Sex and violence in wildlife films
Below are some excerpts on sex and violence in wildlife films from my book “Shooting in the Wild.” I hope you enjoy them.
While one critic, who rents out wild animals to filmmakers, called me a “parasitic bottom feeder,” most of the coverage of my book has been highly positive, with journalist Todd Wilkinson calling it, “The most important book ever written about nature documentaries.”
I’m using the book to launch a campaign to reform the wildlife filmmaking industry. I’ve given well over 100 interviews and speeches since the book was published in late May.
I hope you enjoy the excerpts below.
“Predators at War” tells the story of what happens when extreme drought in the South African bush forces increased competition among predators.
This ninety-minute program, produced by National Geographic Television in 2005, showed a variety of animals battling one another for survival. Directed in a style broadcasters call “high-octane television,” with fast-paced cutting and multiple layers of sound and music, Predators at War features Africa’s top carnivores—lions, leopards, hyenas, cheetahs, and wild dogs—in unusual, sometimes horrifying circumstances.
Kim Wolhuter, a freelance cinematographer and filmmaker working in South Africa, shot the footage at Mala Mala Wildlife Reserve near
Kruger National Park in South Africa. El Niño weather patterns had brought on a widespread drought, causing the predators’ territories to expand and overlap, thus increasing friction between individuals and species. In one segment, a lioness climbs a tree to steal a leopard kill, slips, is caught between limbs, and dies of strangulation. The lioness’s sisters eventually climb into the tree, release her body, and then eat her.
The program was deemed a massive success by the network, and National Geographic has rebroadcast it numerous times since its premiere. In fact it has become one of the channel’s “tent pole” programs, meaning that it’s so big a draw that it can enlarge the audience for the rest of an evening’s offerings.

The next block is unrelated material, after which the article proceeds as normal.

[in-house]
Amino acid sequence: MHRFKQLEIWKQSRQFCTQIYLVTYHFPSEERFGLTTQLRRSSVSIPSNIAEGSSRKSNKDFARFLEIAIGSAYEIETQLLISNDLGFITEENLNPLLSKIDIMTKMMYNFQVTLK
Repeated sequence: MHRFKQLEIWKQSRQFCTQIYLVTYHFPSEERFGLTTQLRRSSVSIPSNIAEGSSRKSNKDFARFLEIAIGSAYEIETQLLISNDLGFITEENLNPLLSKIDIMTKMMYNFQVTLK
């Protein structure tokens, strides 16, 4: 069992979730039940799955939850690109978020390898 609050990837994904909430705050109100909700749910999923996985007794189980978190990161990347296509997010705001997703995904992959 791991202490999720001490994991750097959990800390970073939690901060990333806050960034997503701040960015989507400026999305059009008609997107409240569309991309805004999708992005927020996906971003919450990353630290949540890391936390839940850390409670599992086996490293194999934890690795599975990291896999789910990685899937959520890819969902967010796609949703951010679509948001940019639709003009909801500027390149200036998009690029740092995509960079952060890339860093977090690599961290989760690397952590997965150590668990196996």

The film claimed documentary authenticity, but it was promoted like a work of fiction. The official summary ran, “Fearsome predators battle the environment and one another during a brutal drought. Here’s the twist: we cover this deadly competition as a military operation, putting you virtually on the super-predator battlefield.” Lions are described as “tanks,” leopards as “aerial fighters,” hyenas as “special forces,” and wild dogs as “roving infantry.” The predator’s skeleton, muscles, teeth, and claws are machine-like “weaponry.” The war metaphors, the frenetic pacing of images, and the dark and intense music further amp up the drama. Wolhuter was included in the story as a “war correspondent,” making ominous pronouncements about the “worsening situation” and noting that “Africa’s predators were at war with each other.”
The program has its strong points: It was well shot and well produced. The photography is spectacular. The animals’ “weaponry” is depicted by high-quality computer graphics. But these strengths, when combined with the bellicose language, only serve to make the wildlife situation in South Africa seem much more violent than it actually was.